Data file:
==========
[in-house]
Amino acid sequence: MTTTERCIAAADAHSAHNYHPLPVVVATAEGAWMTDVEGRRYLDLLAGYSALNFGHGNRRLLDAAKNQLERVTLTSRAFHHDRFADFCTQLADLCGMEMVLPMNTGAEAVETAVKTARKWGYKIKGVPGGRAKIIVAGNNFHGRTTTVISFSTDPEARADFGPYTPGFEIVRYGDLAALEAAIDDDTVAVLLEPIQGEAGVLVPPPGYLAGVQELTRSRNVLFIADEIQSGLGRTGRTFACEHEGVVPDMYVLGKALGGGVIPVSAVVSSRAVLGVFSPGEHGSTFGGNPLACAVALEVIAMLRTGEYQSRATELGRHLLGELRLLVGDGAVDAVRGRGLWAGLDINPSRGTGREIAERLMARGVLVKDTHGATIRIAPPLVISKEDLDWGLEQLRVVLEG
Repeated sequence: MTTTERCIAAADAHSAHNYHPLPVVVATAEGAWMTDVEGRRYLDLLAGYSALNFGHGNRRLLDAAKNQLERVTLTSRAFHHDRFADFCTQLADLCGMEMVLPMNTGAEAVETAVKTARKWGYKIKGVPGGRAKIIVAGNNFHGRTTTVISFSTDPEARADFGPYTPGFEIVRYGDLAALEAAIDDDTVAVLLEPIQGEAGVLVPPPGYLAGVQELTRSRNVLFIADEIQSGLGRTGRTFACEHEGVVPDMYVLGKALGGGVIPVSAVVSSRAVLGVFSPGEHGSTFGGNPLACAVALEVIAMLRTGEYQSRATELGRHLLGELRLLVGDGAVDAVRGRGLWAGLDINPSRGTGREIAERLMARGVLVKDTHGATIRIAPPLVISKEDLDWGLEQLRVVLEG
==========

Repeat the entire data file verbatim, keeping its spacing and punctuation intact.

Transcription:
[in-house]
Amino acid sequence: MTTTERCIAAADAHSAHNYHPLPVVVATAEGAWMTDVEGRRYLDLLAGYSALNFGHGNRRLLDAAKNQLERVTLTSRAFHHDRFADFCTQLADLCGMEMVLPMNTGAEAVETAVKTARKWGYKIKGVPGGRAKIIVAGNNFHGRTTTVISFSTDPEARADFGPYTPGFEIVRYGDLAALEAAIDDDTVAVLLEPIQGEAGVLVPPPGYLAGVQELTRSRNVLFIADEIQSGLGRTGRTFACEHEGVVPDMYVLGKALGGGVIPVSAVVSSRAVLGVFSPGEHGSTFGGNPLACAVALEVIAMLRTGEYQSRATELGRHLLGELRLLVGDGAVDAVRGRGLWAGLDINPSRGTGREIAERLMARGVLVKDTHGATIRIAPPLVISKEDLDWGLEQLRVVLEG
Repeated sequence: MTTTERCIAAADAHSAHNYHPLPVVVATAEGAWMTDVEGRRYLDLLAGYSALNFGHGNRRLLDAAKNQLERVTLTSRAFHHDRFADFCTQLADLCGMEMVLPMNTGAEAVETAVKTARKWGYKIKGVPGGRAKIIVAGNNFHGRTTTVISFSTDPEARADFGPYTPGFEIVRYGDLAALEAAIDDDTVAVLLEPIQGEAGVLVPPPGYLAGVQELTRSRNVLFIADEIQSGLGRTGRTFACEHEGVVPDMYVLGKALGGGVIPVSAVVSSRAVLGVFSPGEHGSTFGGNPLACAVALEVIAMLRTGEYQSRATELGRHLLGELRLLVGDGAVDAVRGRGLWAGLDINPSRGTGREIAERLMARGVLVKDTHGATIRIAPPLVISKEDLDWGLEQLRVVLEG